Edited by Gantry

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I really luved this year NCAA--    A to A-

Luved the PPG Arena and the service people inside.  Made great adjustments & were clean and friendly.  Soooo much nicer than Cleveland!  Great food, a little costly but really good and many options

Hotels were closer and better-at least for me and felt much safer.  Luv being downtown in these cities and luved Cleveland last year for this reason but didn't feel as safe last year or experience cleanliness in quicken Loans Areans.

Biggest complaint---we had great seats- Section 102 (lower Bowl center mat)  But many of those around us were there to drink or party or eat and didn't seem like true fans.  Not sure where they got their tickets!?!  But most were not there for the start of Sessions (outside of Saturday night) and there was a steady stream of up down heading in and out for food, bathroom, whatever-  This made it really hard to watch becasue someone was always standing up DURING Matches and causing others to stand to see!  Really annoying after a while.  This may go back to what someone else mentioned that the crowd didn't seem as into it as usual.

Otherwise had a super great time and luved it!!

 

 

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16 minutes ago, Bilchuk said:

Biggest complaint---we had great seats- Section 102 (lower Bowl center mat)  But many of those around us were there to drink or party or eat and didn't seem like true fans.  Not sure where they got their tickets!?!  But most were not there for the start of Sessions (outside of Saturday night) and there was a steady stream of up down heading in and out for food, bathroom, whatever-  This made it really hard to watch becasue someone was always standing up DURING Matches and causing others to stand to see!  Really annoying after a while.  This may go back to what someone else mentioned that the crowd didn't seem as into it as usual.

Certainly don't disagree a lot of people getting up but that is going to be more of the norm now that you can drink alcohol in the stadium.  People had to "cram in" their drinking before during the break in sessions and normally didn't start until after the morning session.  Now they can go from an hour before the first session for the rest of the day.  More drinking = more bathroom trips = more people getting up to by beer = more fans a little more out of it.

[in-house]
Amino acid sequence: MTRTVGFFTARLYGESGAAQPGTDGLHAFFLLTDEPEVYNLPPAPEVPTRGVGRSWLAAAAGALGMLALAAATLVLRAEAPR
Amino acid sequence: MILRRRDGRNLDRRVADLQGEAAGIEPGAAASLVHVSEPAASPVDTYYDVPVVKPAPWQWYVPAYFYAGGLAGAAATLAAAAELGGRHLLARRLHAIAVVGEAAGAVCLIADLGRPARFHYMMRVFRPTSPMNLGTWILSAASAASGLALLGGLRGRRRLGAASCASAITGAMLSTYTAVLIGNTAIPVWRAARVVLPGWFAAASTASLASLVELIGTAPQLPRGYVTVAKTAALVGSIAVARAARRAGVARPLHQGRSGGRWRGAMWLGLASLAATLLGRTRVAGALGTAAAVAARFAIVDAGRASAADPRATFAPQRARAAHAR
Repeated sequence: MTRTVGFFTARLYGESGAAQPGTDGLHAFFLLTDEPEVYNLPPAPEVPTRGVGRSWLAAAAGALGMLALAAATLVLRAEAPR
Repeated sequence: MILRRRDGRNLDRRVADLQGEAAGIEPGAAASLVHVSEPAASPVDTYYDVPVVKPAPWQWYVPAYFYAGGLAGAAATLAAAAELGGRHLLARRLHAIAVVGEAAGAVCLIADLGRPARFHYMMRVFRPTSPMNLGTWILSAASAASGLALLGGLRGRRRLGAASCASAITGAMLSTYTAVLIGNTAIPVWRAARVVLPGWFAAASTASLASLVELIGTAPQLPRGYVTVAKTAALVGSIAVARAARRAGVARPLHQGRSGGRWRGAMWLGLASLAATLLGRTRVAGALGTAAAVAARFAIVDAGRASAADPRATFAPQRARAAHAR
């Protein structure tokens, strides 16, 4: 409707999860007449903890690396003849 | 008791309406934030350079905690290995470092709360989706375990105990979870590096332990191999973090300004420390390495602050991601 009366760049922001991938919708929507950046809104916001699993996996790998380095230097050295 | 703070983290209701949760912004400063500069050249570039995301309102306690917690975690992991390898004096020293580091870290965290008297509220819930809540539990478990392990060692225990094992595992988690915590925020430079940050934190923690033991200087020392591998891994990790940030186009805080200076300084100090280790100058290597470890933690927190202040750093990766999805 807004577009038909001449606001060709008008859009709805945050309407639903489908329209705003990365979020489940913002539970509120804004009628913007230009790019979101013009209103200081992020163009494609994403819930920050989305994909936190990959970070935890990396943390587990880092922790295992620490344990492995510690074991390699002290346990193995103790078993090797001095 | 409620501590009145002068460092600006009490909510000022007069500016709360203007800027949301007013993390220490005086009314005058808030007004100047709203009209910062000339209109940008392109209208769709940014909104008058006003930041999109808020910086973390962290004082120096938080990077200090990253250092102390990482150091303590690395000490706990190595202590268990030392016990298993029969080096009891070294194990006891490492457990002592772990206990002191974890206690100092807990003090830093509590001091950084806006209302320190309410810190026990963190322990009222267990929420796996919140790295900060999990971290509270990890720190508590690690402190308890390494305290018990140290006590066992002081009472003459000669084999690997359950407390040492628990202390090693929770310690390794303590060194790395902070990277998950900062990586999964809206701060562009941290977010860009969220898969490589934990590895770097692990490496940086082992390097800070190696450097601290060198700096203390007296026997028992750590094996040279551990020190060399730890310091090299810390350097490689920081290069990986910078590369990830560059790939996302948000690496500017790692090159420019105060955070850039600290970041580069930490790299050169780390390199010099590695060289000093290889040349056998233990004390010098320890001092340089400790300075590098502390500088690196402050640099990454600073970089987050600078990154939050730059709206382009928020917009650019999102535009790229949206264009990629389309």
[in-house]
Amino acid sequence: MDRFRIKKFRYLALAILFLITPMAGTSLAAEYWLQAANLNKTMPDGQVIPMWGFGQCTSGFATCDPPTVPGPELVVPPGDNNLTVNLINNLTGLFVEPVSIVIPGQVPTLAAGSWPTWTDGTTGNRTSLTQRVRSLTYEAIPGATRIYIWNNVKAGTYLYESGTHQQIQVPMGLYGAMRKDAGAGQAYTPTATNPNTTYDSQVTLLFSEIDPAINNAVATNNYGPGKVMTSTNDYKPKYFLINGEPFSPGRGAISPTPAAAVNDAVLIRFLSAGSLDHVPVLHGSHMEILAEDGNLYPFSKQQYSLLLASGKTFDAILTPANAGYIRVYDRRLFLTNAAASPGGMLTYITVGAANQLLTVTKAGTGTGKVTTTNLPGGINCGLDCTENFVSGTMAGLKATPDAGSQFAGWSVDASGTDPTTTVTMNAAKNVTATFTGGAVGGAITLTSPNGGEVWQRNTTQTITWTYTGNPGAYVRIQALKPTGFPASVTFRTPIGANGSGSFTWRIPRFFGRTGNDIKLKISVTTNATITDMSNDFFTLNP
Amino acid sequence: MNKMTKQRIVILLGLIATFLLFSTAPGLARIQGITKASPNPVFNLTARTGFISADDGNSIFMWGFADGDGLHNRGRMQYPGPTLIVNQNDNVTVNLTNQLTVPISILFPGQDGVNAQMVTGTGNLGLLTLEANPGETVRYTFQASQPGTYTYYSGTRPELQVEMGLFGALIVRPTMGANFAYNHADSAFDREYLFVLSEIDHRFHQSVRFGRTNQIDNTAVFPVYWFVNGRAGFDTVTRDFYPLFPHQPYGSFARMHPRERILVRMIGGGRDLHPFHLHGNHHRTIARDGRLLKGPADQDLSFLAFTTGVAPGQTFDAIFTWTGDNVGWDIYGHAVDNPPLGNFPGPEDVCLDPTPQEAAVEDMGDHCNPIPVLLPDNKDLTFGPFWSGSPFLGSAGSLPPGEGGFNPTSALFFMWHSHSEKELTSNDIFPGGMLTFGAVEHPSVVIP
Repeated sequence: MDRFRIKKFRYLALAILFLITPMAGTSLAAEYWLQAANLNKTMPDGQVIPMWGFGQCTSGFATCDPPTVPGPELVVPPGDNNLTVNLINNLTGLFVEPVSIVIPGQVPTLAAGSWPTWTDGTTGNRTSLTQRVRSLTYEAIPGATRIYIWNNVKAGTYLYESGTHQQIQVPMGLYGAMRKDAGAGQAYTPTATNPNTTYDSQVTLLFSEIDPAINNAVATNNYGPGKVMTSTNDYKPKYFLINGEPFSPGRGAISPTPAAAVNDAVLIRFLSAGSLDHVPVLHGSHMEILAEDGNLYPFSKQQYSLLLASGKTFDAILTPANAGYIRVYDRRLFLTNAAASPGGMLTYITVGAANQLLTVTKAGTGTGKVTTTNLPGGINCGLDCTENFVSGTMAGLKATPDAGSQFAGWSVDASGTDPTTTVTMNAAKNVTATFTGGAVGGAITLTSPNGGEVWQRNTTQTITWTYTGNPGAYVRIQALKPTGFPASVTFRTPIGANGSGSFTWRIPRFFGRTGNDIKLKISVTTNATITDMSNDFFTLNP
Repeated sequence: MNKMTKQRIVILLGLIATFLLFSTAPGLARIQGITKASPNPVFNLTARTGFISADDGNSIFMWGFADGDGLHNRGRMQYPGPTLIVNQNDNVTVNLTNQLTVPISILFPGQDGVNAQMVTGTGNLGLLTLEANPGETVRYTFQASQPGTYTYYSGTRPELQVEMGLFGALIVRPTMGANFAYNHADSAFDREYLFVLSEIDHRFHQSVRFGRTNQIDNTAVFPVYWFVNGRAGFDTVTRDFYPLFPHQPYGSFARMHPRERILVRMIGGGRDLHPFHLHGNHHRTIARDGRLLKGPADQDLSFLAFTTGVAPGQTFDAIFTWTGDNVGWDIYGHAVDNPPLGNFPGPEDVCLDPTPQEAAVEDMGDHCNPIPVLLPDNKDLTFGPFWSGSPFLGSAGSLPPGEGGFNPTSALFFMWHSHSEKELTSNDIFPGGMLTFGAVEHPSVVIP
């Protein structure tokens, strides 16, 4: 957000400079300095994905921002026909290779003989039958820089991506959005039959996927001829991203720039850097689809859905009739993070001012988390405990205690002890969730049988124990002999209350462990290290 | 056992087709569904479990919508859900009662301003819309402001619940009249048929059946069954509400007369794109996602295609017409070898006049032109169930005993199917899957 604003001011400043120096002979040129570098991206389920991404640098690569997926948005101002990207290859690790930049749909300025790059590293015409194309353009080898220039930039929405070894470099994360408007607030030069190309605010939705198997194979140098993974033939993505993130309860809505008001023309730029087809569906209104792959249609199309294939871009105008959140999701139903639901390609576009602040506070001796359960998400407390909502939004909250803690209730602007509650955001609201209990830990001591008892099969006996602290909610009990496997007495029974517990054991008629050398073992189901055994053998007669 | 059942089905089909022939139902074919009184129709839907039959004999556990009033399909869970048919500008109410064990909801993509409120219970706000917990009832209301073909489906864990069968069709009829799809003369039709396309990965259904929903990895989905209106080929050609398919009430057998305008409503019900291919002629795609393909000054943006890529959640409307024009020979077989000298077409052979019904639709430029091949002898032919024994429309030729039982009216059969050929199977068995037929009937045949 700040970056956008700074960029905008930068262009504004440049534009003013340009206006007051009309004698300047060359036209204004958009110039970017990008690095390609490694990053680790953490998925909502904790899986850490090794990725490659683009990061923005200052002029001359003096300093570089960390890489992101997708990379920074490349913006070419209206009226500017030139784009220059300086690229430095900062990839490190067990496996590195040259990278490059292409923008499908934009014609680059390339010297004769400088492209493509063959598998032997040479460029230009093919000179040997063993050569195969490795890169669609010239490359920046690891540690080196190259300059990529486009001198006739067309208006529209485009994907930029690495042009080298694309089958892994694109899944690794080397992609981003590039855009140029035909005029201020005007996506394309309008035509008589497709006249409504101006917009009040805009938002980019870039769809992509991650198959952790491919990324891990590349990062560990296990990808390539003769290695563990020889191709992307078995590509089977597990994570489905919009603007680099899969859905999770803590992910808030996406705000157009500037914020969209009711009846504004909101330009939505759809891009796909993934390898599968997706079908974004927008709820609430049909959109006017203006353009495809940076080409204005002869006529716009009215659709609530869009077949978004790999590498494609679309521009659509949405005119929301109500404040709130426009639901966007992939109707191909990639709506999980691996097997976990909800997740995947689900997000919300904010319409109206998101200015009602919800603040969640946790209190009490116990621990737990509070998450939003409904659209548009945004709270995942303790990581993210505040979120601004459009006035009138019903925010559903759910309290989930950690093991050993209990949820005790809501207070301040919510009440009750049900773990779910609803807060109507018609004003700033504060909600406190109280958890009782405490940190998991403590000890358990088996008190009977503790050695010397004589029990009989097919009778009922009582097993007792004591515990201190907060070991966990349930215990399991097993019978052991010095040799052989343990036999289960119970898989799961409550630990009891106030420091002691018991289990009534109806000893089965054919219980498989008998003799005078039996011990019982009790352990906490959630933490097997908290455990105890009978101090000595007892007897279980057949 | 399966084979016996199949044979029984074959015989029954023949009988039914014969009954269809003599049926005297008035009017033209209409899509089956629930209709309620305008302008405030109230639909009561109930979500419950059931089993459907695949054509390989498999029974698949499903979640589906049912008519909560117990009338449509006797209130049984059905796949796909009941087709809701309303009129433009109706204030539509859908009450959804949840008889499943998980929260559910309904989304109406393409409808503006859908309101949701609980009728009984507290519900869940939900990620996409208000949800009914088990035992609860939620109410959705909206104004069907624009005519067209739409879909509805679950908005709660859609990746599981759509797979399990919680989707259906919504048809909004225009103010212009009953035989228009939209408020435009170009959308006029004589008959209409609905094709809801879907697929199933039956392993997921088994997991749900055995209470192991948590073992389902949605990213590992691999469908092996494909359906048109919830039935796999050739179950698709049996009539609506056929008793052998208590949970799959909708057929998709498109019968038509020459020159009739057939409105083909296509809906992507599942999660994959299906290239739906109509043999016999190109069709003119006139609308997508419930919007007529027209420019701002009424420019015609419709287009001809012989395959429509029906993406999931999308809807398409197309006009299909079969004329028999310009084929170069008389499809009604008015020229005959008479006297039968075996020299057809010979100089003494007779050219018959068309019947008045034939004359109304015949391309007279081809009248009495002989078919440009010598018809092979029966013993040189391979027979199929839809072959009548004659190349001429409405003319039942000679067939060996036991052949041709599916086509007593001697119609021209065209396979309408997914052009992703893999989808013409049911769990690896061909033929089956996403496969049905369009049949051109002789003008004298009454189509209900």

Edited by Gantry

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1 hour ago, Gantry said:

Certainly don't disagree a lot of people getting up but that is going to be more of the norm now that you can drink alcohol in the stadium.  People had to "cram in" their drinking before during the break in sessions and normally didn't start until after the morning session.  Now they can go from an hour before the first session for the rest of the day.  More drinking = more bathroom trips = more people getting up to by beer = more fans a little more out of it. 

Thanks Gantry-I actually wondered if that was the new norm for the same reason.  I didn't experience it much last year at Quicken Loans Arena but fear it may be the future-Dang!

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10 hours ago, Gantry said:

For me and a lot of people who attended Auburn Hills from what I remember, we had to drive everywhere.  Hotels were far from the stadium, dealing with getting in and out of the parking lot every session was a pain, I don't remember any public transport I could take, there wasn't much walkable near the stadium, etc.  

Well thank God we are not going back to Auburn Hills. 

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On 3/24/2019 at 10:22 PM, JasonBryant said:


They expanded the seats and added floor seats for the final session. So the final session was bigger than the first five

I wondered what the view was like on those "floor seats"....don't know if you could see very well if you weren't in the front?????  I did like Pitt overall.....the "T" helped a lot, hotel reasonable, arena was good, atmosphere great, announcers did a great job....:), my group was real happy with the weekend, and they've gone with me for probably the last 6 or 7.  I'd add it to my list of St. Louis and Okla. City......didn't have a great experience in NY, but it was largely due to our accomodations....they su_ed.  Glad they got the countdown in on attendee's for no. of NCAA's attended.....increments were too great though  .....20-30, 30-40 is too great....... should be 20-25, 25-30, 30-35, etc.  Maybe it was due to time restraints, but I'd eliminate the first year attendees before I took away from those who have been coming for half their life....personally, this may seem like a small thing, but I think it creates a goal/motivating factor for people to want to come back year after year.....just another "small" thing that can help our sport to grow.

Edited by fadzaev2

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21 hours ago, Frank_Rizzo said:

Pittsburgh was just fine as a host city. 

My only gripe about the entire tournament is that the PPG Paints Arena had a lot of trouble getting fans in the door before the first session.  The first whistles blew with very few people in their seats.  

It happened in Cleveland as well.....both first year venues for this event.....it's as if they aren't really ready for this event.

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Enjoyed having Pittsburgh as a host. It's a very walkable city with a lot of dining options not too far outside the arena. They did have a lot of trouble with the first session, but that was resolved the rest of the tournament